Paul Revere Williams and Atomic Ranch Magazine

Last summer, I worked on a project with the University of Memphis Art Museum photographing houses in Los Angeles and New York designed by the architect Paul Revere Williams.  These photos, along with the images of several other photographers, were assembled into an exhibit at the museum.  Atomic Ranch magazine picked up this story and ran a few of our photos and wrote a great article about Williams and the project.

Architectural photography wasn’t a thing I thought I would be particularly interested in, to be honest.  My strong suit is working with people and my first love is fashion so it was a stretch for me.  But most photography is about solving problems, however, and problems are interesting.  William’s story is also very compelling and inspiring which made making the photos all the more important.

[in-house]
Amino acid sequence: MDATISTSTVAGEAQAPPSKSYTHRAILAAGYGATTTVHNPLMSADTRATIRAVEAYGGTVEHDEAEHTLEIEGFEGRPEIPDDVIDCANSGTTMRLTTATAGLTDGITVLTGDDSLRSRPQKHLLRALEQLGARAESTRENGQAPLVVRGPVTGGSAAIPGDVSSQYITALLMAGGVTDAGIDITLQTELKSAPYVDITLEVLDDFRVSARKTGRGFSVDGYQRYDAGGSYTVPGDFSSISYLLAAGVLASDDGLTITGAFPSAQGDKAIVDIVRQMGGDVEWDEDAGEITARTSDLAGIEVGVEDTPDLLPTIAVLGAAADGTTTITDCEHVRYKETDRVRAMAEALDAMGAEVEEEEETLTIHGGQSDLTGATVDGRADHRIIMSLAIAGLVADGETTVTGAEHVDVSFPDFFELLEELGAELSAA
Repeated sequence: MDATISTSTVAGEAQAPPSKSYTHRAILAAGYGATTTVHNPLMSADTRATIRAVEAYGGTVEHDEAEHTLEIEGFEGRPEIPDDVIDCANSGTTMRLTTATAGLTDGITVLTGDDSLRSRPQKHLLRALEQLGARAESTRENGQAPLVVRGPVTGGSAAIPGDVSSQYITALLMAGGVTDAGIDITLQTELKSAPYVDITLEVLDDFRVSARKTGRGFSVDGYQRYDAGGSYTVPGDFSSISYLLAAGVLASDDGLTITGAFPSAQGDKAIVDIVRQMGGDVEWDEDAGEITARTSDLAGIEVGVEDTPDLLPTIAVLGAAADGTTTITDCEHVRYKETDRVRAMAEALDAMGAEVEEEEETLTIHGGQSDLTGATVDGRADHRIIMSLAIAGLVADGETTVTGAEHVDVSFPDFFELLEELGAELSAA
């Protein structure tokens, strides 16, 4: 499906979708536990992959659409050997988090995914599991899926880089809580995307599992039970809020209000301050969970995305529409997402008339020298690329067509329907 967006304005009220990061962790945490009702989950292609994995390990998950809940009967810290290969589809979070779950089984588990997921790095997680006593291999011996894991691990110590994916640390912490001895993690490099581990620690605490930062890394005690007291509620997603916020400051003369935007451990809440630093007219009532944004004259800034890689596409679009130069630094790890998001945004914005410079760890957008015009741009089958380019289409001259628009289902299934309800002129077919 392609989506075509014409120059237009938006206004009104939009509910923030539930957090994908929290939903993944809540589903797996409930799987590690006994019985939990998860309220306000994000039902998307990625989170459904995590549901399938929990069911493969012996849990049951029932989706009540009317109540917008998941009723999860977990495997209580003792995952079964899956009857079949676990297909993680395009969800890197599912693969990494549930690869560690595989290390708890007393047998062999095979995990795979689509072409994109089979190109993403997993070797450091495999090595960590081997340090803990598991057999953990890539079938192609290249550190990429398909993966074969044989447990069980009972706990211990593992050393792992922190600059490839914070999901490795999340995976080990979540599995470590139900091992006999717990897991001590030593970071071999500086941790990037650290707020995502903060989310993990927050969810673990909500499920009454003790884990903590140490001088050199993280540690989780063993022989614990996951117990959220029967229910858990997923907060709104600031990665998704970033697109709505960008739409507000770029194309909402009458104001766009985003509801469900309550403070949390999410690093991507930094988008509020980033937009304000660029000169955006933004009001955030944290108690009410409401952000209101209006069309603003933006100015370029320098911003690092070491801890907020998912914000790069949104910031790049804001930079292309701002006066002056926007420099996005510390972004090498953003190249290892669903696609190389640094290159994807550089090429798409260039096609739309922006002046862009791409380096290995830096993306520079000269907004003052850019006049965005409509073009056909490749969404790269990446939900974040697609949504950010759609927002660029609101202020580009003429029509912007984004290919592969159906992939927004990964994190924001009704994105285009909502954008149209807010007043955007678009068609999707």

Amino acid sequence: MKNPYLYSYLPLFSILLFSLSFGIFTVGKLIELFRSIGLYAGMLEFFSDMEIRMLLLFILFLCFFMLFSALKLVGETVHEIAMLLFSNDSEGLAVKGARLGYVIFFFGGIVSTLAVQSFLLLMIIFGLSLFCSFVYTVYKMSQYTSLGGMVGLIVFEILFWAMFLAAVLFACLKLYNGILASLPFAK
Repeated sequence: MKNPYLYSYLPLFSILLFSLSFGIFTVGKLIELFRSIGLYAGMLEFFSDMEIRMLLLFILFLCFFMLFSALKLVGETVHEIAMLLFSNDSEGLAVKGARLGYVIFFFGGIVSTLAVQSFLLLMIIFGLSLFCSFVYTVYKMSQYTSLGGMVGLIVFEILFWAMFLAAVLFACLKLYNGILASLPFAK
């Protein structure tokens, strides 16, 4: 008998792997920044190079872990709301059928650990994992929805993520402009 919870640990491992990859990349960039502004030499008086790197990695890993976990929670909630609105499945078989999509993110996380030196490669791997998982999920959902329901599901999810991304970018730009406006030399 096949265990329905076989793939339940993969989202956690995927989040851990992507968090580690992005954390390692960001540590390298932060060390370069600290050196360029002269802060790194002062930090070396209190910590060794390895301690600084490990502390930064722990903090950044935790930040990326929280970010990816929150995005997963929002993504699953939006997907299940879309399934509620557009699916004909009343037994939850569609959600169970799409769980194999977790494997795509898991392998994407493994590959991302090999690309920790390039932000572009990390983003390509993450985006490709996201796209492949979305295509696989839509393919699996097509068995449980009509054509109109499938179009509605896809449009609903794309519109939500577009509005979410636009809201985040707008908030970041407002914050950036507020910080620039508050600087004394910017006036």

In art school they teach you that intention is important.  No decisions should be left to chance, and if they are, you should have a reason to back it up.  William’s designed houses with the intention that they would be lived in.  This sounds obvious, but many houses, not to mention buildings in general, are designed only to be habitable at best.  His understanding of light and space was way before his time as he was able to construct small homes that made the most complete use of sunlight and livable areas.  I’m not an architectural expert by any means but I learned a lot about the intentionality of design through photographing this project. Albeit, its made me quite a snob as of late, as I go on long winded diatribes about every new faux stucco retail store erected in my neighborhood.

(The Palm Springs Center, above, has seen some neglect in the last few years, but the lines still look good.)

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